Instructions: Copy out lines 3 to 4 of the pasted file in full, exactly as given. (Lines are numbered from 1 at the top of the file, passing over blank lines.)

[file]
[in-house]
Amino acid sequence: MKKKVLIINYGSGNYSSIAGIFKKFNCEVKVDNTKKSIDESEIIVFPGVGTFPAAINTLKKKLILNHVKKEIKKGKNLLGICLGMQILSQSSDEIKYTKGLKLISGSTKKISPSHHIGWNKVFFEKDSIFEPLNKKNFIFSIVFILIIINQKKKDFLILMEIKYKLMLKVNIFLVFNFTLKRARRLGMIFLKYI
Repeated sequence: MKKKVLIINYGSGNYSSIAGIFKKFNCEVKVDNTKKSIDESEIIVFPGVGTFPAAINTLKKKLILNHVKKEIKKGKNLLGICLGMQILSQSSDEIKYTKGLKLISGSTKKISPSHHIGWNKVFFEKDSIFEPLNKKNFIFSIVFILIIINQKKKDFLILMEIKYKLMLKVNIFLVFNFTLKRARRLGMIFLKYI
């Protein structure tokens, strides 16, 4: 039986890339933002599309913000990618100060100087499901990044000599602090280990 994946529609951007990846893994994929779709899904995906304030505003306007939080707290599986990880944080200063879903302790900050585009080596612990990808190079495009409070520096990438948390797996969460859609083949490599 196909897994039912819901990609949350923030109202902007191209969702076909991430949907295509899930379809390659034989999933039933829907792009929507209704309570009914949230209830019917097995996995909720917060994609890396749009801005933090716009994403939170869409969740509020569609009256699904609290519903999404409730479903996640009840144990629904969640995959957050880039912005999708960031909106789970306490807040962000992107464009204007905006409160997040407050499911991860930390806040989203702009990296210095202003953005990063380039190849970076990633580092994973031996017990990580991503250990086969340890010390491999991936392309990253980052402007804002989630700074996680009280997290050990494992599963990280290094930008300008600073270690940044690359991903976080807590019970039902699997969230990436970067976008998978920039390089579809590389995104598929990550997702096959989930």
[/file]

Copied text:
Repeated sequence: MKKKVLIINYGSGNYSSIAGIFKKFNCEVKVDNTKKSIDESEIIVFPGVGTFPAAINTLKKKLILNHVKKEIKKGKNLLGICLGMQILSQSSDEIKYTKGLKLISGSTKKISPSHHIGWNKVFFEKDSIFEPLNKKNFIFSIVFILIIINQKKKDFLILMEIKYKLMLKVNIFLVFNFTLKRARRLGMIFLKYI
């Protein structure tokens, strides 16, 4: 039986890339933002599309913000990618100060100087499901990044000599602090280990 994946529609951007990846893994994929779709899904995906304030505003306007939080707290599986990880944080200063879903302790900050585009080596612990990808190079495009409070520096990438948390797996969460859609083949490599 196909897994039912819901990609949350923030109202902007191209969702076909991430949907295509899930379809390659034989999933039933829907792009929507209704309570009914949230209830019917097995996995909720917060994609890396749009801005933090716009994403939170869409969740509020569609009256699904609290519903999404409730479903996640009840144990629904969640995959957050880039912005999708960031909106789970306490807040962000992107464009204007905006409160997040407050499911991860930390806040989203702009990296210095202003953005990063380039190849970076990633580092994973031996017990990580991503250990086969340890010390491999991936392309990253980052402007804002989630700074996680009280997290050990494992599963990280290094930008300008600073270690940044690359991903976080807590019970039902699997969230990436970067976008998978920039390089579809590389995104598929990550997702096959989930």